UWM French film festival prompts cultural dialogue

Fabienne Bullot knew she had found a city of kindred spirits when she left the 2013 Milwaukee Film F...

Survey: MPD is failing at public relations

Successful community policing is built on positive relationships between law-enforcement officials a...

'Family source' confirms that Bruce Jenner is transitioning to female

Multiple media are reporting that Bruce Jenner is transitioning to female. A “family source” told P...

Walker ramps up presidential campaign

Shifting his focus to Washington — far away from the stubborn issues facing his struggling state — W...

Coalition sues EPA over factory farm pollution

A coalition of groups that includes Clean Wisconsin is suing the Environmental Protection Agency, cl...

Wisconsin groups join petition to reclassify gray wolves under Endangered Species Act

Animal protection and conservation organizations petitioned the U.S. Fish and Wildlife Service to re...

House Republicans move toward lawsuit against Obama's immigration orders

House Republicans are moving toward authorizing a potential lawsuit against President Barack Obama o...

MSO performs Leonard Bernstein’s ‘Age of Anxiety’

Milwaukee Symphony Orchestra veteran guest William Wolfram returns to Milwaukee on Feb. 6 and Feb. 7...

Shell eager to drill off Alaska's northwest coast

Royal Dutch Shell PLC will move forward with drilling off Alaska's northwest coast if it can obtain ...

At 82, Joel Grey publicly comes out as gay

Joel Grey has publicly announced at age 82 that he is gay. The Oscar- and Tony-winning actor tells ...

Florentine Opera sings to the heart for Valentine’s Day

From a little light music to A Little Night Music, Milwaukee’s Florentine Opera will once again cele...

A birthday party fit for a Stradivarius, at Frankly Music

From roughly 1700 until his death in 1737, Italian luthier and crafter Antonio Stradivari produced m...

  • UWM French film festival prompts cultural dialogue

    Saturday, 31 January 2015 12:50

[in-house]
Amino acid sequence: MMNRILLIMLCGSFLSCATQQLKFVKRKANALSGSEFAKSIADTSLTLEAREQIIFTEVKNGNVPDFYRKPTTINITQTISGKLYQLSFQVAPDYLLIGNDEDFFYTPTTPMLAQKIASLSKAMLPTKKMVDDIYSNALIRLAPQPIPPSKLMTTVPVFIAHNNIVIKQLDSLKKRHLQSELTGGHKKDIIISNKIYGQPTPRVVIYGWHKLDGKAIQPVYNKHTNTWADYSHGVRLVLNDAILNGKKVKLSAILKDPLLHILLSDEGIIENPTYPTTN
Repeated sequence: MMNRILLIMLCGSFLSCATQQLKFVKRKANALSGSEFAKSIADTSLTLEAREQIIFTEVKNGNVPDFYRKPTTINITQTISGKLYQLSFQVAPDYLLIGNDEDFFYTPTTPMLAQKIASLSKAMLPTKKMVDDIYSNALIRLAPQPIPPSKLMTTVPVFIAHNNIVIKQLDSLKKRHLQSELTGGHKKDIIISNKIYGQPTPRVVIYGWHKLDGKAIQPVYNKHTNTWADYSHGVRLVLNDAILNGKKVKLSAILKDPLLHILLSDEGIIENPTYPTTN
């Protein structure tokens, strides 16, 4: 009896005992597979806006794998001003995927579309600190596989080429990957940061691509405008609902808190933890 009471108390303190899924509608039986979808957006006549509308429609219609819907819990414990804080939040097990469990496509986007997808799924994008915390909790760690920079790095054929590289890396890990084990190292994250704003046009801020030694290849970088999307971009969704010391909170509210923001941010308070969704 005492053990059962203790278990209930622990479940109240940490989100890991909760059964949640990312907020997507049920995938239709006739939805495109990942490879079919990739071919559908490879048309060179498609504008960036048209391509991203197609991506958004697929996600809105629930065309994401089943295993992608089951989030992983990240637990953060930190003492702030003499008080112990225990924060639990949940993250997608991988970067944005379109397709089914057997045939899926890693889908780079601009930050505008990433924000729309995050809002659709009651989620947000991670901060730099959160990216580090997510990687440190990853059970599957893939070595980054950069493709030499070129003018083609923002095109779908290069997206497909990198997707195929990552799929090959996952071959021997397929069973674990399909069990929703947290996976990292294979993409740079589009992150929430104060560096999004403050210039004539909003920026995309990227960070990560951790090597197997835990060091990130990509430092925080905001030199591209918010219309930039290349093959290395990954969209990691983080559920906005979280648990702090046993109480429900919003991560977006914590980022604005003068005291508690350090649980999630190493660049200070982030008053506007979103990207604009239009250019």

Published In: Film
  • Survey: MPD is failing at public relations

    Saturday, 31 January 2015 11:17
    Published In: Editorial
  • 'Family source' confirms that Bruce Jenner is transitioning to female

    Saturday, 31 January 2015 08:10
    Published In: WiGWAG
  • Walker ramps up presidential campaign

    Saturday, 31 January 2015 06:37
    Published In: Wisconsin
  • Coalition sues EPA over factory farm pollution

    Friday, 30 January 2015 13:55
    Published In: Environment
  • Wisconsin groups join petition to reclassify gray wolves under Endangered Species Act

    Friday, 30 January 2015 13:39
    Published In: Wisconsin
  • House Republicans move toward lawsuit against Obama's immigration orders

    Friday, 30 January 2015 11:46
    Published In: Trending News
  • MSO performs Leonard Bernstein’s ‘Age of Anxiety’

    Friday, 30 January 2015 11:28
    Published In: Music
  • Shell eager to drill off Alaska's northwest coast

    Friday, 30 January 2015 11:26
    Published In: Environment
  • At 82, Joel Grey publicly comes out as gay

    Friday, 30 January 2015 11:07
    Published In: Trending News
  • Florentine Opera sings to the heart for Valentine’s Day

    Friday, 30 January 2015 09:34
    Published In: Music
  • A birthday party fit for a Stradivarius, at Frankly Music

    Friday, 30 January 2015 09:12
    Published In: Music

Right-wing bias, political jockeying conspire to derail Milwaukee’s streetcar proposal

Passengers look out from an Atlanta streetcar.
— Photo: AP/David Goldman

Streetcars and light rail systems are central to America’s growing re-urbanization — the counterpunch to last century’s urban flight. Although critics often dismiss them as “trendy,” you’ll find such systems today in down-to-earth cities such as Oklahoma City, Kansas City and Cincinnati. Leaders in conservative metro areas such as Salt Lake City rave about them. They’re an integral part of 21st–century urban landscapes in nearly every corner of the nation — Portland and Seattle, Tucson and Phoenix, Atlanta and Nashville, Philadelphia and Boston.